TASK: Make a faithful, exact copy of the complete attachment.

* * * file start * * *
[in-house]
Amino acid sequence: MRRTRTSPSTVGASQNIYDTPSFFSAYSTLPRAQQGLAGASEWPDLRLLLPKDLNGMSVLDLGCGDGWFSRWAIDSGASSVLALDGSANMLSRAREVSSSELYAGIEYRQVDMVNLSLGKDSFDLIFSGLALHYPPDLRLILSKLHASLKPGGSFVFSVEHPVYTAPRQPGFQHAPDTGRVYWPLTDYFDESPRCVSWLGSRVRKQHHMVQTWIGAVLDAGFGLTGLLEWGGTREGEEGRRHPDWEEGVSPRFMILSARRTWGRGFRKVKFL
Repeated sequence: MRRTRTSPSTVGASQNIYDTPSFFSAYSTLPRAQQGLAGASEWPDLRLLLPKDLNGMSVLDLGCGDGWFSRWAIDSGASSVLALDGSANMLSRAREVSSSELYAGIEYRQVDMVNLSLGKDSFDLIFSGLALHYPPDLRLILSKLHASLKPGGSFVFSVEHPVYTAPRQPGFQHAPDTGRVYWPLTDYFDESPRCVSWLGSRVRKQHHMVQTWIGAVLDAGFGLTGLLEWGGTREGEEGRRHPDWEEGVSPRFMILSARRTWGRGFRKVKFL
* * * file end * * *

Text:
[in-house]
Amino acid sequence: MRRTRTSPSTVGASQNIYDTPSFFSAYSTLPRAQQGLAGASEWPDLRLLLPKDLNGMSVLDLGCGDGWFSRWAIDSGASSVLALDGSANMLSRAREVSSSELYAGIEYRQVDMVNLSLGKDSFDLIFSGLALHYPPDLRLILSKLHASLKPGGSFVFSVEHPVYTAPRQPGFQHAPDTGRVYWPLTDYFDESPRCVSWLGSRVRKQHHMVQTWIGAVLDAGFGLTGLLEWGGTREGEEGRRHPDWEEGVSPRFMILSARRTWGRGFRKVKFL
Repeated sequence: MRRTRTSPSTVGASQNIYDTPSFFSAYSTLPRAQQGLAGASEWPDLRLLLPKDLNGMSVLDLGCGDGWFSRWAIDSGASSVLALDGSANMLSRAREVSSSELYAGIEYRQVDMVNLSLGKDSFDLIFSGLALHYPPDLRLILSKLHASLKPGGSFVFSVEHPVYTAPRQPGFQHAPDTGRVYWPLTDYFDESPRCVSWLGSRVRKQHHMVQTWIGAVLDAGFGLTGLLEWGGTREGEEGRRHPDWEEGVSPRFMILSARRTWGRGFRKVKFL